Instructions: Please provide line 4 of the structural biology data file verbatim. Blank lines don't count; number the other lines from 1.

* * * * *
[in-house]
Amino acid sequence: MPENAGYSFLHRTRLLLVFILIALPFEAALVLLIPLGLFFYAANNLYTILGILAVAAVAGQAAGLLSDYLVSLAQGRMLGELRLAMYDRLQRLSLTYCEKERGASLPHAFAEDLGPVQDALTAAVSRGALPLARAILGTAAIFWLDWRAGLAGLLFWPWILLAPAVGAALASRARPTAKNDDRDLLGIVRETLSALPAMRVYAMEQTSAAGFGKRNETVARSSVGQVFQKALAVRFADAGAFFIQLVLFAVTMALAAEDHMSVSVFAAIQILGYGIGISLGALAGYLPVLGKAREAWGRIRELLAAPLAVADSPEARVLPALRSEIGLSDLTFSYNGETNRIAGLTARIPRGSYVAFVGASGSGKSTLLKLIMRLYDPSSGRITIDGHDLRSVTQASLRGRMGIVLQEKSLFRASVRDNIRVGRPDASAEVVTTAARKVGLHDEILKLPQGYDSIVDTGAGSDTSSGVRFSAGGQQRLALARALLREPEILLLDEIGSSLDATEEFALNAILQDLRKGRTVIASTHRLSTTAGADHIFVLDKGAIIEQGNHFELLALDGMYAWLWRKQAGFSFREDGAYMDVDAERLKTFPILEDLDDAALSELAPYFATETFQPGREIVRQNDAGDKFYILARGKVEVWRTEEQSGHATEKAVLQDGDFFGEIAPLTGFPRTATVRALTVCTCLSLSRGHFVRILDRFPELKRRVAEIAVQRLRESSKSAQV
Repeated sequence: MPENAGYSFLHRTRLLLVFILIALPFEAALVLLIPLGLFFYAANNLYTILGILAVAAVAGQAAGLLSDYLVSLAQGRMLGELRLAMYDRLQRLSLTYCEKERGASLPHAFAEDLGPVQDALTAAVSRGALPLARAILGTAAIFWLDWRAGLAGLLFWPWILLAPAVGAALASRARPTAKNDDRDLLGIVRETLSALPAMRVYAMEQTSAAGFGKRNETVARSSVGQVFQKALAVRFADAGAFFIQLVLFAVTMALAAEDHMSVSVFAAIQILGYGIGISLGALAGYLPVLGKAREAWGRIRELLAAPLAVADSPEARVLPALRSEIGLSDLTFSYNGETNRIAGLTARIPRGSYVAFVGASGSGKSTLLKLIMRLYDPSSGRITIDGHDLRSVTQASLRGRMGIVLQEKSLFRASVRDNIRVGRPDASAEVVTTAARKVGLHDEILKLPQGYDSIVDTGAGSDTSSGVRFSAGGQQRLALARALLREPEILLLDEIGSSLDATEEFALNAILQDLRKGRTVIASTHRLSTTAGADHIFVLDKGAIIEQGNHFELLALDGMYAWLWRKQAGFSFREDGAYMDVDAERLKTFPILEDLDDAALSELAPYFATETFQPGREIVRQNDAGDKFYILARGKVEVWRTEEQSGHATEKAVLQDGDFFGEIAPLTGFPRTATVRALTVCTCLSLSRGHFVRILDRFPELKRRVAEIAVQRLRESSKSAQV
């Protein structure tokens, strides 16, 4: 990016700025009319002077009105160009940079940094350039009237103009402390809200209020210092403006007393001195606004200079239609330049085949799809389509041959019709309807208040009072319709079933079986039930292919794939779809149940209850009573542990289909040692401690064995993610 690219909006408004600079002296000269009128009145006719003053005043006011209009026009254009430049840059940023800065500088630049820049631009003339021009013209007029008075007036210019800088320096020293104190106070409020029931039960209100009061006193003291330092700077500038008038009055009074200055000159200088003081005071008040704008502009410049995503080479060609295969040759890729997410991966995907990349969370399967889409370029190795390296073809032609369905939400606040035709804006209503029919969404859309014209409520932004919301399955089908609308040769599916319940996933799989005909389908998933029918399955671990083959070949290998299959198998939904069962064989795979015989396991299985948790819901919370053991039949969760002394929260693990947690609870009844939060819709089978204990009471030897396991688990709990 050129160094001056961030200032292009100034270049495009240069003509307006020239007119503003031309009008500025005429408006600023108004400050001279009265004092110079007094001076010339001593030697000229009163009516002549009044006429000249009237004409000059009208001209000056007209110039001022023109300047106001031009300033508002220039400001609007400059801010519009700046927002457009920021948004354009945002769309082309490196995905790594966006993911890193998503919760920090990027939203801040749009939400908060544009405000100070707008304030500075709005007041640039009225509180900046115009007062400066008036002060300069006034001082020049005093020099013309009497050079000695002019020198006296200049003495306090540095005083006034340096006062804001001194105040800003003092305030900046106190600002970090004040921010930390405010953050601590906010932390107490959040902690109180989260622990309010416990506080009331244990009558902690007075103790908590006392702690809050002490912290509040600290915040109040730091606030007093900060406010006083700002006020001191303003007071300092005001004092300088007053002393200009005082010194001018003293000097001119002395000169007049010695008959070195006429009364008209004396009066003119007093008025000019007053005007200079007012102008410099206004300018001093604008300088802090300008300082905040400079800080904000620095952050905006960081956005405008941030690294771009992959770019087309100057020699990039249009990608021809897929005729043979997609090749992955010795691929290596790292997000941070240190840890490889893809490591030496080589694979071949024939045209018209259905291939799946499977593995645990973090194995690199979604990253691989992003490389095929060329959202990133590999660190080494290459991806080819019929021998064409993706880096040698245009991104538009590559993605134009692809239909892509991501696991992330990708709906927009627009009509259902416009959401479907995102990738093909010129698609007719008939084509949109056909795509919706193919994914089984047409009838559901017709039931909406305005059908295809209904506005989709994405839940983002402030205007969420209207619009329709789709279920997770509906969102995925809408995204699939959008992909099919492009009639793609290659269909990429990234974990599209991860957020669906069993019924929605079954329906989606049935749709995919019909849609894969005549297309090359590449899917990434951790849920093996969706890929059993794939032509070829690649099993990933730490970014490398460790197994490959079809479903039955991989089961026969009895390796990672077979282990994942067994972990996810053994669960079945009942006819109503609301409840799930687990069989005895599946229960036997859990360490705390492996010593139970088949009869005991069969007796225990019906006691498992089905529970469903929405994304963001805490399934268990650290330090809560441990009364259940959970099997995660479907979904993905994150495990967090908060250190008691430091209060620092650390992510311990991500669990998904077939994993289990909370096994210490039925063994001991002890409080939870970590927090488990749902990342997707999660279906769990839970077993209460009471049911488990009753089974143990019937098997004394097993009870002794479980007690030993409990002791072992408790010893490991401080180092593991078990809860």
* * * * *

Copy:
């Protein structure tokens, strides 16, 4: 990016700025009319002077009105160009940079940094350039009237103009402390809200209020210092403006007393001195606004200079239609330049085949799809389509041959019709309807208040009072319709079933079986039930292919794939779809149940209850009573542990289909040692401690064995993610 690219909006408004600079002296000269009128009145006719003053005043006011209009026009254009430049840059940023800065500088630049820049631009003339021009013209007029008075007036210019800088320096020293104190106070409020029931039960209100009061006193003291330092700077500038008038009055009074200055000159200088003081005071008040704008502009410049995503080479060609295969040759890729997410991966995907990349969370399967889409370029190795390296073809032609369905939400606040035709804006209503029919969404859309014209409520932004919301399955089908609308040769599916319940996933799989005909389908998933029918399955671990083959070949290998299959198998939904069962064989795979015989396991299985948790819901919370053991039949969760002394929260693990947690609870009844939060819709089978204990009471030897396991688990709990 050129160094001056961030200032292009100034270049495009240069003509307006020239007119503003031309009008500025005429408006600023108004400050001279009265004092110079007094001076010339001593030697000229009163009516002549009044006429000249009237004409000059009208001209000056007209110039001022023109300047106001031009300033508002220039400001609007400059801010519009700046927002457009920021948004354009945002769309082309490196995905790594966006993911890193998503919760920090990027939203801040749009939400908060544009405000100070707008304030500075709005007041640039009225509180900046115009007062400066008036002060300069006034001082020049005093020099013309009497050079000695002019020198006296200049003495306090540095005083006034340096006062804001001194105040800003003092305030900046106190600002970090004040921010930390405010953050601590906010932390107490959040902690109180989260622990309010416990506080009331244990009558902690007075103790908590006392702690809050002490912290509040600290915040109040730091606030007093900060406010006083700002006020001191303003007071300092005001004092300088007053002393200009005082010194001018003293000097001119002395000169007049010695008959070195006429009364008209004396009066003119007093008025000019007053005007200079007012102008410099206004300018001093604008300088802090300008300082905040400079800080904000620095952050905006960081956005405008941030690294771009992959770019087309100057020699990039249009990608021809897929005729043979997609090749992955010795691929290596790292997000941070240190840890490889893809490591030496080589694979071949024939045209018209259905291939799946499977593995645990973090194995690199979604990253691989992003490389095929060329959202990133590999660190080494290459991806080819019929021998064409993706880096040698245009991104538009590559993605134009692809239909892509991501696991992330990708709906927009627009009509259902416009959401479907995102990738093909010129698609007719008939084509949109056909795509919706193919994914089984047409009838559901017709039931909406305005059908295809209904506005989709994405839940983002402030205007969420209207619009329709789709279920997770509906969102995925809408995204699939959008992909099919492009009639793609290659269909990429990234974990599209991860957020669906069993019924929605079954329906989606049935749709995919019909849609894969005549297309090359590449899917990434951790849920093996969706890929059993794939032509070829690649099993990933730490970014490398460790197994490959079809479903039955991989089961026969009895390796990672077979282990994942067994972990996810053994669960079945009942006819109503609301409840799930687990069989005895599946229960036997859990360490705390492996010593139970088949009869005991069969007796225990019906006691498992089905529970469903929405994304963001805490399934268990650290330090809560441990009364259940959970099997995660479907979904993905994150495990967090908060250190008691430091209060620092650390992510311990991500669990998904077939994993289990909370096994210490039925063994001991002890409080939870970590927090488990749902990342997707999660279906769990839970077993209460009471049911488990009753089974143990019937098997004394097993009870002794479980007690030993409990002791072992408790010893490991401080180092593991078990809860």